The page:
It's been a little while since I watched this movie, but it deserves more than to be filed away as just another afternoon passed pleasantly in front of the TV screen. I saw it perhaps later than expected, knowing that it was one of those so-called "underrated" films enjoying a healthy shelf-life on DVD and much beloved by casual cinephiles. I also knew that it was written and directed by Shane Black, the writer who brought so much pulpy life and lurid black humor to Tony Scott's The Last Boy Scout, which remains one of my favorite action movies. One of the first things you notice about Kiss Kiss Bang Bang is the degree of separation which Black imposes between the audience and the story. The main character, Harry Lockhart (Robert Downey, Jr.) narrates the film and makes frequent reference to cinematic convention, taking a ball-peen hammer to the fourth wall and nicking away at it merrily. Some might find this device annoying; it doesn't always seem necessary, and there are instances where I wished Harry would quit his tinkering with the film and get on with the story.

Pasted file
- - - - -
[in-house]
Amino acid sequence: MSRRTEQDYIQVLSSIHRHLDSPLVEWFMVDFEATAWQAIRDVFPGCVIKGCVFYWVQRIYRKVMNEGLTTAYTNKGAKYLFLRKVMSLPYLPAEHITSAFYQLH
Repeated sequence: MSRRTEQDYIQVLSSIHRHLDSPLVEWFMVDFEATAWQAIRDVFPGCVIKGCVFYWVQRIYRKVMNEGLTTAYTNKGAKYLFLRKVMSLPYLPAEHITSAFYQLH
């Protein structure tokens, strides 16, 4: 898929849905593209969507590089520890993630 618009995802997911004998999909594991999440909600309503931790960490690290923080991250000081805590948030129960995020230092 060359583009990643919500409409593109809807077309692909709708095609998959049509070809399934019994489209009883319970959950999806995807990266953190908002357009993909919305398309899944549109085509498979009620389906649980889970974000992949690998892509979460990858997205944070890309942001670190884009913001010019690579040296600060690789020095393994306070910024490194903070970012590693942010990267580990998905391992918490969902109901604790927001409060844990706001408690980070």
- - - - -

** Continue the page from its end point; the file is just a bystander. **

What really surprised me about this film, though, was the resonance that Black gave this seemingly arbitrary device. Make no mistake, Harry's narration and knowledge of being in a film are never explained, but by the time the credits roll, I came to an understanding of why Harry talks about this particular story this way. Much of the noir-ish plot concerns Michelle Monaghan's Harmony Lane, a childhood friend of Harry's whom we're first introduced to in a charming opening scene that gains a kind of wistful meaning in the finale. They bump into each other after many years at a party in L.A., and Harry seizes upon her sudden turn of bad luck to play the hero (which means pretending to be a private detective) and make up for missed opportunities. As expected in a script with characters as well-drawn as these, their feelings for each other are continually thwarted by not only the obstacles of the plot, but by their own short-sightedness and personal flaws. But Harry knows so much about what the audience wants, why would he tell us a story where the hero doesn't get the girl? And that's the sad, wise secret to the success of Black's script: Harry tells the story in this way, with his winking asides and distracted riffs on audience expectations, because he can't quite look himself in the eye. He has to crack wise and pretend it all didn't hurt. Sure, he has his fist-pumping moment of triumph over The Bad Guys in the climax, but it's not enough. It doesn't get him what he wants - only a murmured line from Harmony that she probably doesn't even remember. The jokey, wrapping-it-all-up coda is his meager substitution for the lovers' reunion he wishes he could include.